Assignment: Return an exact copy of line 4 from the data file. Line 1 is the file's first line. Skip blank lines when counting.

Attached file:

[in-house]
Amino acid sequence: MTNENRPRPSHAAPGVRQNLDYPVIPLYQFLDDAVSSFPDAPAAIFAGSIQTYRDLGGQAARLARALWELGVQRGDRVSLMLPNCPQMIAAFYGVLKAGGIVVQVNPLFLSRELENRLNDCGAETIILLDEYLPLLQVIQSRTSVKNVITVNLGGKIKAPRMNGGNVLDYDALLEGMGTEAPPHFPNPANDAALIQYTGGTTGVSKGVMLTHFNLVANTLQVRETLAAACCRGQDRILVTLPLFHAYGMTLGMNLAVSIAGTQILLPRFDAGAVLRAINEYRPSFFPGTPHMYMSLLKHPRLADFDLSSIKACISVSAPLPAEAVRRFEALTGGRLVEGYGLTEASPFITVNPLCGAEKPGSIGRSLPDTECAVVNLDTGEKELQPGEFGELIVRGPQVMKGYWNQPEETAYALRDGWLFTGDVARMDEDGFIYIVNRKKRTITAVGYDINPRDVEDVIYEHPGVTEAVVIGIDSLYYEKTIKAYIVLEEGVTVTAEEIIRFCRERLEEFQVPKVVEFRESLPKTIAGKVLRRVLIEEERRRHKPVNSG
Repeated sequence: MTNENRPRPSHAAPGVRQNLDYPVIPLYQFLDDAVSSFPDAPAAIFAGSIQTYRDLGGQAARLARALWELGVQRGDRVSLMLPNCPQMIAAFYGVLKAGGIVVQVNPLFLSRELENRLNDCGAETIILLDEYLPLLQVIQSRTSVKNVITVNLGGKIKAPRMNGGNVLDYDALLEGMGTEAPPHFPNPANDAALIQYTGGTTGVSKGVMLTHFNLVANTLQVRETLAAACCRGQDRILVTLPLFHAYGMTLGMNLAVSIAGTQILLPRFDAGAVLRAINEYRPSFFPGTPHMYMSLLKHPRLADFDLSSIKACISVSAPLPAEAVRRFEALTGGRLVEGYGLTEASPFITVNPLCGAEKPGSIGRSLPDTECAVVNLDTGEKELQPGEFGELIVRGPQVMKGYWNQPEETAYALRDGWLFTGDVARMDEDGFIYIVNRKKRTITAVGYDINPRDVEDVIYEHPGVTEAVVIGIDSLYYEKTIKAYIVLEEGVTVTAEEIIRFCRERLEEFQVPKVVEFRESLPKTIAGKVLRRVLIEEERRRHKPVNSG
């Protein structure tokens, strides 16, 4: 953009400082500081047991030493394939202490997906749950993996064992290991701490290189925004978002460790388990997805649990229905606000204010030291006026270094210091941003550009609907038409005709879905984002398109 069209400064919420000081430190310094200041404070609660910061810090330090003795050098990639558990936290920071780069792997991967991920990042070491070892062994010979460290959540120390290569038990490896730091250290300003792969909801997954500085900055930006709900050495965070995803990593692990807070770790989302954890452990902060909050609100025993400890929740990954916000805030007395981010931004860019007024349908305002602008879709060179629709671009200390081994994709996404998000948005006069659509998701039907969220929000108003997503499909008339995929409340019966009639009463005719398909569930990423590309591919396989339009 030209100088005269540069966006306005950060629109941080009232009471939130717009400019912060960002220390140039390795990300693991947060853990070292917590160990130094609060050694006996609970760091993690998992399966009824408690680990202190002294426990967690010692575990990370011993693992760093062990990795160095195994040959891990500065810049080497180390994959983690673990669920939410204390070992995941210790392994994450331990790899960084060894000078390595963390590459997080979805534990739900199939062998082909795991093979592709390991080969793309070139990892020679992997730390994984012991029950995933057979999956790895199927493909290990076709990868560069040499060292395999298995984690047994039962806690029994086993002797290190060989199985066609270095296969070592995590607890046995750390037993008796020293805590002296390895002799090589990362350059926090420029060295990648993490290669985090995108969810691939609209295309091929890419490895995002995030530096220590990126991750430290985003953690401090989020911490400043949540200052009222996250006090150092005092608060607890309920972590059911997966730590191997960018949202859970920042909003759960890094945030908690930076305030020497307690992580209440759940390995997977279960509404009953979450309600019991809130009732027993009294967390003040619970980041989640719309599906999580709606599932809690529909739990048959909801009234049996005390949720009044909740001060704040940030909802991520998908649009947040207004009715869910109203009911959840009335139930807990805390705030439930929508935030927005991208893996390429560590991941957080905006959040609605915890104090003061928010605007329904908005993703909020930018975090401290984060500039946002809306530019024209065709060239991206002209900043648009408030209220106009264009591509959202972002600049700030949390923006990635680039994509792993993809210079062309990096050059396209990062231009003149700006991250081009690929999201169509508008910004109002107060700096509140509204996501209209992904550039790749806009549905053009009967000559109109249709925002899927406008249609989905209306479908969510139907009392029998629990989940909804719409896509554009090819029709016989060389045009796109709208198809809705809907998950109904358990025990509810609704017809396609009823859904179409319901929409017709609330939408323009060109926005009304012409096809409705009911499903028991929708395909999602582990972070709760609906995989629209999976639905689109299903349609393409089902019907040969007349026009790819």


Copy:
């Protein structure tokens, strides 16, 4: 953009400082500081047991030493394939202490997906749950993996064992290991701490290189925004978002460790388990997805649990229905606000204010030291006026270094210091941003550009609907038409005709879905984002398109 069209400064919420000081430190310094200041404070609660910061810090330090003795050098990639558990936290920071780069792997991967991920990042070491070892062994010979460290959540120390290569038990490896730091250290300003792969909801997954500085900055930006709900050495965070995803990593692990807070770790989302954890452990902060909050609100025993400890929740990954916000805030007395981010931004860019007024349908305002602008879709060179629709671009200390081994994709996404998000948005006069659509998701039907969220929000108003997503499909008339995929409340019966009639009463005719398909569930990423590309591919396989339009 030209100088005269540069966006306005950060629109941080009232009471939130717009400019912060960002220390140039390795990300693991947060853990070292917590160990130094609060050694006996609970760091993690998992399966009824408690680990202190002294426990967690010692575990990370011993693992760093062990990795160095195994040959891990500065810049080497180390994959983690673990669920939410204390070992995941210790392994994450331990790899960084060894000078390595963390590459997080979805534990739900199939062998082909795991093979592709390991080969793309070139990892020679992997730390994984012991029950995933057979999956790895199927493909290990076709990868560069040499060292395999298995984690047994039962806690029994086993002797290190060989199985066609270095296969070592995590607890046995750390037993008796020293805590002296390895002799090589990362350059926090420029060295990648993490290669985090995108969810691939609209295309091929890419490895995002995030530096220590990126991750430290985003953690401090989020911490400043949540200052009222996250006090150092005092608060607890309920972590059911997966730590191997960018949202859970920042909003759960890094945030908690930076305030020497307690992580209440759940390995997977279960509404009953979450309600019991809130009732027993009294967390003040619970980041989640719309599906999580709606599932809690529909739990048959909801009234049996005390949720009044909740001060704040940030909802991520998908649009947040207004009715869910109203009911959840009335139930807990805390705030439930929508935030927005991208893996390429560590991941957080905006959040609605915890104090003061928010605007329904908005993703909020930018975090401290984060500039946002809306530019024209065709060239991206002209900043648009408030209220106009264009591509959202972002600049700030949390923006990635680039994509792993993809210079062309990096050059396209990062231009003149700006991250081009690929999201169509508008910004109002107060700096509140509204996501209209992904550039790749806009549905053009009967000559109109249709925002899927406008249609989905209306479908969510139907009392029998629990989940909804719409896509554009090819029709016989060389045009796109709208198809809705809907998950109904358990025990509810609704017809396609009823859904179409319901929409017709609330939408323009060109926005009304012409096809409705009911499903028991929708395909999602582990972070709760609906995989629209999976639905689109299903349609393409089902019907040969007349026009790819």